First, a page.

As a result of our current system, our youth are sick and malnourished. This has nothing to do with protectionist regulation that stifles local, natural food sources; monopolistic subsidies that encourage highly processed junk; or perverse public dietary policies dictated by special interests that prioritize corn flakes over meat and vegetables.  Nope, none of that adds to the nutrition problems we face.

In fact, government is the solution. And when I say government, I mean the real government—the federal government. Stuff as important as child nutrition doesn’t get left to your fickle, fragmented states, so don’t give me that high-minded nonsense about federalism and states’ rights. No, the federal government needs to feed your children, just like the Soviets fed Ukraine!

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Houston, We Have a Pothole Problem

Houston, We Have a Pothole Problem

The Solution? The Sharing Economy.

by Noelle Mandell

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I don’t know about you, but I’ve had my fill of talk about potholes. Whether it’s in the political arena or simply your friend lamenting as the bottom of their car scrapes against the pavement, Houstonians are talking about them and want solutions. Many have attempted to come up with the answer to fixing these monstrosities that are obstructing our daily commutes throughout the Bayou City, but to no avail. My favorite examples can be found on one of our local news outlets that brought about the “Pothole Patrol,” which updates the public about the ongoing reports, discrepancies, mishaps, and array of excuses. They reported on the allocation of tens of millions of additional taxpayer dollar that have been designated to go toward repairs, and the subsequent lack of results that we’ve seen come from that, as promised by our outgoing mayor who declared this problem a crisis for Houston. The Pothole Patrol even exposed the bureaucratic processes that have to be navigated in order to get these things fixed, which result in wait times for fixes of at least 5 months upon reporting! Read more ›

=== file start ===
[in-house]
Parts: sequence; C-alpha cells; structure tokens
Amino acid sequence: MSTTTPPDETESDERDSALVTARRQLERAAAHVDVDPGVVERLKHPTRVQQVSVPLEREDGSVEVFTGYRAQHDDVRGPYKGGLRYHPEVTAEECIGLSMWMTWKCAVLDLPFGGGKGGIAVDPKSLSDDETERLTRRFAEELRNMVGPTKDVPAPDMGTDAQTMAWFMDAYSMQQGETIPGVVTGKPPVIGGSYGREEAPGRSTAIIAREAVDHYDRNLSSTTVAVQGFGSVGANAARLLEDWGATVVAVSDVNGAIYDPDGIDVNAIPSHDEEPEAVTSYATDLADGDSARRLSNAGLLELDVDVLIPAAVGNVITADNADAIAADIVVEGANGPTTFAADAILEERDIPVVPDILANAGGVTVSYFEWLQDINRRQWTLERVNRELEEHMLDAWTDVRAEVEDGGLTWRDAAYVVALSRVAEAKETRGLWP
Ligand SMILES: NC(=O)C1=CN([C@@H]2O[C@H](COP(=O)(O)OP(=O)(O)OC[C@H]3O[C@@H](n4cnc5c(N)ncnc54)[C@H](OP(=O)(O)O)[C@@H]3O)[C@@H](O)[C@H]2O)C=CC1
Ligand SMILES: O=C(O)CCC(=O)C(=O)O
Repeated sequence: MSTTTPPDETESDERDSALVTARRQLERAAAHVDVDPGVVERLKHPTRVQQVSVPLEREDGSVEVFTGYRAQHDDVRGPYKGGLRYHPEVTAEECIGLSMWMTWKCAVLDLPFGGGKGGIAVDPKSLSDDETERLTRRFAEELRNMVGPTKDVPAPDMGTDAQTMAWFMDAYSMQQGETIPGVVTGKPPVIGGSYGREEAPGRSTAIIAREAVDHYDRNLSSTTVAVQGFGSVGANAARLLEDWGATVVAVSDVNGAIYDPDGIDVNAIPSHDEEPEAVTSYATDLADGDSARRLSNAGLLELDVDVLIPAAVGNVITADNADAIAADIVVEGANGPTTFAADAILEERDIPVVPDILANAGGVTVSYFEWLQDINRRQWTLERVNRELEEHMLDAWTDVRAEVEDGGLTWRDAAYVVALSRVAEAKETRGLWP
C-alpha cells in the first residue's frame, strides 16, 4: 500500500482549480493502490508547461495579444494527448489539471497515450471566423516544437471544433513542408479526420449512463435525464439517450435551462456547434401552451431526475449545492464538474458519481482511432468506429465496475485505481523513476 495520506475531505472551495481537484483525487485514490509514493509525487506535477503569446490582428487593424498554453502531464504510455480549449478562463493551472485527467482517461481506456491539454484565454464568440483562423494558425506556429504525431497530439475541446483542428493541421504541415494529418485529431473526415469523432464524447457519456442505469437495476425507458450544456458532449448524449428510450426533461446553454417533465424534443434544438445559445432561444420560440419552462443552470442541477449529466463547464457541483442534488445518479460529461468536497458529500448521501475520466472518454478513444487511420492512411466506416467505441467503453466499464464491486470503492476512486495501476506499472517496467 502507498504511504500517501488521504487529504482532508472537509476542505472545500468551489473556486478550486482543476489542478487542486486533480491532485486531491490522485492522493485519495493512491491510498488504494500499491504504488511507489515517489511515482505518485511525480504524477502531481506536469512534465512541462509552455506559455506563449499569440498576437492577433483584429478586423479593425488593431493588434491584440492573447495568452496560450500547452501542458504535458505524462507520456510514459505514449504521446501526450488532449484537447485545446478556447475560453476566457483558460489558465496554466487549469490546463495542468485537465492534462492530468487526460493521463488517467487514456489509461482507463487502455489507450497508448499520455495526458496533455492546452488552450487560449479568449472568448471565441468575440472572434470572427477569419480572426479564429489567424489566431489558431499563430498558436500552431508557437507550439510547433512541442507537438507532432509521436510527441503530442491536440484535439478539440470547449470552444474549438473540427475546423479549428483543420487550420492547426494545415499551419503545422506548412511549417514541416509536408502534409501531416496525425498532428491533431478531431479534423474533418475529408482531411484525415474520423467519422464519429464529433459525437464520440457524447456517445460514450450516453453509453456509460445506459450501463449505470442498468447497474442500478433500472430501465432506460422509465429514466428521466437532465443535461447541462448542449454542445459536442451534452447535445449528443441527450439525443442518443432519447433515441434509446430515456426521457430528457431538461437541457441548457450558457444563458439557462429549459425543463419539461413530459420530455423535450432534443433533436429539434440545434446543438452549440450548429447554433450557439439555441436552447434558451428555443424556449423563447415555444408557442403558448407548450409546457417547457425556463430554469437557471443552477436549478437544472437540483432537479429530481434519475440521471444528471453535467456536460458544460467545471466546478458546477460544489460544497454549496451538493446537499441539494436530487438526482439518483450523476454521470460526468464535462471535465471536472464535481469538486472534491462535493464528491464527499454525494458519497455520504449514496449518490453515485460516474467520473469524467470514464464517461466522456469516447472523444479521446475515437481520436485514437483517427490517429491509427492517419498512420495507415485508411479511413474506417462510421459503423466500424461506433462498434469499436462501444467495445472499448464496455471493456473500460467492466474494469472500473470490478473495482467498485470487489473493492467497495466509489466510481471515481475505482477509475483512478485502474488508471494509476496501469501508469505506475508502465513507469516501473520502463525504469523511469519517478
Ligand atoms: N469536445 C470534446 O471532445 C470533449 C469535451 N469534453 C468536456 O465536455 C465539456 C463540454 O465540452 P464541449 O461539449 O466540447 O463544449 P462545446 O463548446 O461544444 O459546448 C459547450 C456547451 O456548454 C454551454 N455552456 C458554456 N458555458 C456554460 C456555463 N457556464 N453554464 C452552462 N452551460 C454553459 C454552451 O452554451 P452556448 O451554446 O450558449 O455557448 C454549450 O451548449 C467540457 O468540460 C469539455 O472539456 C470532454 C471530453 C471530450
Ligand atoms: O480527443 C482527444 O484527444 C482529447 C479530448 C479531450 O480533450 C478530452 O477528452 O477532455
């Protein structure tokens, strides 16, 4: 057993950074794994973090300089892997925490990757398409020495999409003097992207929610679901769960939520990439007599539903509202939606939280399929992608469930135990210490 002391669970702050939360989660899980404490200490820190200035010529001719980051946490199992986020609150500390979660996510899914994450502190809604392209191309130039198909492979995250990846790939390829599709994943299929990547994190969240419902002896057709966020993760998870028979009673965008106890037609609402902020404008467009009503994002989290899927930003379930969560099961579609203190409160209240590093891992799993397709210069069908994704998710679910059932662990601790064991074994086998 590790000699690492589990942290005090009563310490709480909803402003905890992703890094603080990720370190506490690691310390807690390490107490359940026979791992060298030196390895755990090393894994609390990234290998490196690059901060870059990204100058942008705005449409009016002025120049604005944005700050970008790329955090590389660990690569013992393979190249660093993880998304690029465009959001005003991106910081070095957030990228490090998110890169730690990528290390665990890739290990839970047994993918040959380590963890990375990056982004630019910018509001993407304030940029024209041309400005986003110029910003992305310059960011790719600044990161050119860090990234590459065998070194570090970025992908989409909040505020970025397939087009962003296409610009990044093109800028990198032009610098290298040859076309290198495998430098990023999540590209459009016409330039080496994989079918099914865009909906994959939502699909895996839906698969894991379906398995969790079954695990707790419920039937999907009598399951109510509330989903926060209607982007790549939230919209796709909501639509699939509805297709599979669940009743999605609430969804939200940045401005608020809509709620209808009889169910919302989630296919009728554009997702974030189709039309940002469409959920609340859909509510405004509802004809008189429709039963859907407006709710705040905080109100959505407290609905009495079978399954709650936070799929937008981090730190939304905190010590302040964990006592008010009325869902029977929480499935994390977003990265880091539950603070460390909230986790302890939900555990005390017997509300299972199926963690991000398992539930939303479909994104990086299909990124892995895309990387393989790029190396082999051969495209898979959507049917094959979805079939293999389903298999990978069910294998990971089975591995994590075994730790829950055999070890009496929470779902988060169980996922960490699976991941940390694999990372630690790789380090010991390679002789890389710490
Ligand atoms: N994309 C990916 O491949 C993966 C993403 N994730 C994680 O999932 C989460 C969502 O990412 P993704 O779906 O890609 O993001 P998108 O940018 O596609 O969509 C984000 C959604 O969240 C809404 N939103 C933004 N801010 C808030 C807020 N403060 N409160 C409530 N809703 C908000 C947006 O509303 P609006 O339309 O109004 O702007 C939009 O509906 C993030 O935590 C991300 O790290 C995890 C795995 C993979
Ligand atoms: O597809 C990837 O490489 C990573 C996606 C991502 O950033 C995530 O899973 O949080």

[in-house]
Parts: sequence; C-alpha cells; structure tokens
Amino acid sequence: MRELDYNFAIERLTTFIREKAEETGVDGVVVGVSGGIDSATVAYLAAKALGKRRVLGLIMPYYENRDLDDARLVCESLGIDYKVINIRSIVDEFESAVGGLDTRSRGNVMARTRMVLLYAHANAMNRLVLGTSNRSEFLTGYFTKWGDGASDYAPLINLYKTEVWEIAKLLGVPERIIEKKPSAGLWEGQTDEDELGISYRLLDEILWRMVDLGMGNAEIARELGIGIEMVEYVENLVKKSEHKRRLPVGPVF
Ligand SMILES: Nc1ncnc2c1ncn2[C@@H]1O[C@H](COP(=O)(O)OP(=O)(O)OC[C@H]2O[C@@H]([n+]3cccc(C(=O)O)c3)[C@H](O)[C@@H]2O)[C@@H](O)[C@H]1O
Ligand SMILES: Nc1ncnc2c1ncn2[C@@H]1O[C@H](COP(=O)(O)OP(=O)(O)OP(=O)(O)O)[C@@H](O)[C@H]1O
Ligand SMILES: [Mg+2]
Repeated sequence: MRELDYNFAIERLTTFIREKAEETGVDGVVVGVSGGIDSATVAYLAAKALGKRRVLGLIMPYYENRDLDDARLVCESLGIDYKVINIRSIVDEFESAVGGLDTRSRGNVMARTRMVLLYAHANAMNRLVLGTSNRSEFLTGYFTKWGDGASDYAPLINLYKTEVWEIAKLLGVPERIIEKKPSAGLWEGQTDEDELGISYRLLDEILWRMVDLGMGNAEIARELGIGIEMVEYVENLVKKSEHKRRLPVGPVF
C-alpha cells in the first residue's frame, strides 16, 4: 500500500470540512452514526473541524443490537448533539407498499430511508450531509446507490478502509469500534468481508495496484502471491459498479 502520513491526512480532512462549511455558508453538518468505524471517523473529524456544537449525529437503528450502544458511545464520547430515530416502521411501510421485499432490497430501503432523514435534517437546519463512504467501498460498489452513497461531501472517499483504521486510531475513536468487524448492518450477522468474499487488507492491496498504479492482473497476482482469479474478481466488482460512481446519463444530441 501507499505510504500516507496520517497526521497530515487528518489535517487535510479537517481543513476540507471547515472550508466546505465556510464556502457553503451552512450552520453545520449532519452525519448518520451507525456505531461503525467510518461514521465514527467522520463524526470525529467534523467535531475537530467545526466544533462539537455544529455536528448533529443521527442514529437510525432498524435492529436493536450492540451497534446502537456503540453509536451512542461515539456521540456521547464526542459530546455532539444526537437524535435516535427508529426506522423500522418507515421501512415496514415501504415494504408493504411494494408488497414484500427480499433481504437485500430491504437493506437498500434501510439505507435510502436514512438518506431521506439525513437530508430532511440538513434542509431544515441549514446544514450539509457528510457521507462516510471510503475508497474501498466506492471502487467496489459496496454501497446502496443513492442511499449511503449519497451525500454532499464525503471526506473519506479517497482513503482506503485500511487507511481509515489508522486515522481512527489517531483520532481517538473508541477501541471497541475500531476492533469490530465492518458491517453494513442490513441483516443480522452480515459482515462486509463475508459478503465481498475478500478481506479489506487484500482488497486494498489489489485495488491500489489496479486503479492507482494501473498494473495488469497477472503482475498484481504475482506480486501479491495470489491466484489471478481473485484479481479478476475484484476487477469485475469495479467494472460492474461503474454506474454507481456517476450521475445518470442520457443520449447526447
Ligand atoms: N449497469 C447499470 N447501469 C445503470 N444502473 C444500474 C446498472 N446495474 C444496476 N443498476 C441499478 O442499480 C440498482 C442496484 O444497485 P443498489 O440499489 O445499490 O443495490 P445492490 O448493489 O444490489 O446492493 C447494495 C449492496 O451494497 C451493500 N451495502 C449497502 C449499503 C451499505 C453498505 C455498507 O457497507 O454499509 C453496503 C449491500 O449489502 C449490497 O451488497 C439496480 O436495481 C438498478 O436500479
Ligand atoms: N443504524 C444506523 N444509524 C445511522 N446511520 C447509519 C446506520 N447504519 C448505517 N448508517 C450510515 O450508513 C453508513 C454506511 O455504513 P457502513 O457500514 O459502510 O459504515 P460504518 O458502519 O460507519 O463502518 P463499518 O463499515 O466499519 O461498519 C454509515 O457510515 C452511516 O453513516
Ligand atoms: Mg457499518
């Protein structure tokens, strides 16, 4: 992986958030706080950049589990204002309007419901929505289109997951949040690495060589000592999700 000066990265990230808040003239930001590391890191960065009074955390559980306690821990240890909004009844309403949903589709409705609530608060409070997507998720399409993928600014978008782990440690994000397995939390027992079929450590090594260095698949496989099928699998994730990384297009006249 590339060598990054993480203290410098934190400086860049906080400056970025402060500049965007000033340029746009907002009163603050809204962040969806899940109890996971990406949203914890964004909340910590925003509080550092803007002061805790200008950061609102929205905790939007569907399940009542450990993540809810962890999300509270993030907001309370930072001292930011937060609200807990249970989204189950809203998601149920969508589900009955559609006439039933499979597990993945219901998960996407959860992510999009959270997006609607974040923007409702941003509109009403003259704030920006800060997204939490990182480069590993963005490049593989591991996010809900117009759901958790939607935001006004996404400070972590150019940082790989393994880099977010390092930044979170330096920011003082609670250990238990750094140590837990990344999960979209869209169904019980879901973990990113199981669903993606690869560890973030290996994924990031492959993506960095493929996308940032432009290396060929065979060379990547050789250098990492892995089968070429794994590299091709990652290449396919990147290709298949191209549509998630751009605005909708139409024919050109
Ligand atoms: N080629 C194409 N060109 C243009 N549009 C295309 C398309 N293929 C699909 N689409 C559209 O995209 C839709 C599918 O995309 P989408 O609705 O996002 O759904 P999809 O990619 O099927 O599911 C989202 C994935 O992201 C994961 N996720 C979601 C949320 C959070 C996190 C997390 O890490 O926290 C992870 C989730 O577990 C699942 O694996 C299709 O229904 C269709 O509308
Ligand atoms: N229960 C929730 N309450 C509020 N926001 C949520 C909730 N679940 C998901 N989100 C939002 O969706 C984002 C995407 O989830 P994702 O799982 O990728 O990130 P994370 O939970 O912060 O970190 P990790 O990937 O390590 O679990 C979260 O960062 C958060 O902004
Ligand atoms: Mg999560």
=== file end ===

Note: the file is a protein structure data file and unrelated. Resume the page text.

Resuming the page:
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Stop Whining About Young People: A Young Person Responds

Stop Whining About Young People: A Young Person Responds

by Noel Jett

There’s a lot of junk out there about how “kids these days” are the dumbest, rudest, laziest generation ever.  I’m here to take the best of it and respond.  Most of the criticisms against today’s young people are overly-harsh; Of course young people do dumb things, everyone does dumb things and teenagers do it the most.  We don’t post all over the internet about how 2-year-olds are the worst because they can’t stop asking “Why?” do we?  No, because we understand constant questions is how they develop.  So, it’s just as unfair to go overboard hating on teenagers and 20-somethings for making dumb mistakes, because that’s how they develop.  You did the same crap too, you just didn’t have an internet to post it on.  So stop whining and strap in for a wild ride on the truth-mobile, on which we will analyze some of the most baseless complaints about young people on the Internet.

1

Ah yes, millennials, the first generation ever to photograph their children.  My mom actually has 20 or so super-heavy, fabric-bound books full of pictures, most of which are of me throughout my lifetime, but that’s totally acceptable.  It’s when we utilize the incredible technology we have to do it that it crosses a line.  Moral Of The Story: Just drive your kid everywhere and show it to everyone in person, because that’s way less annoying. Read more ›

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How I Learned to Stop Worrying and Love the Donald

How I Learned to Stop Worrying and Love the Donald

by Jack Enright

Donald_Trump

It wouldn’t be a stretch to consider the 2016 election cycle as being defined by Donald Trump. The real estate mogul has consistently stolen the spotlight from candidates of both parties during the election season thus far, and it doesn’t seem to be ending anytime soon. With racially charged remarks like calling some Mexicans “rapists” and calling for a temporary halt to Muslim immigration regardless of origin, many voters from both sides are condemning his words. While his remarks are certainly deplorable, the fact that his poll numbers are around the 40% mark means that he is simply doing his job as a politician: getting elected. The fact that his poll numbers are so high despite these remarks are an indictment of the public, not of Trump.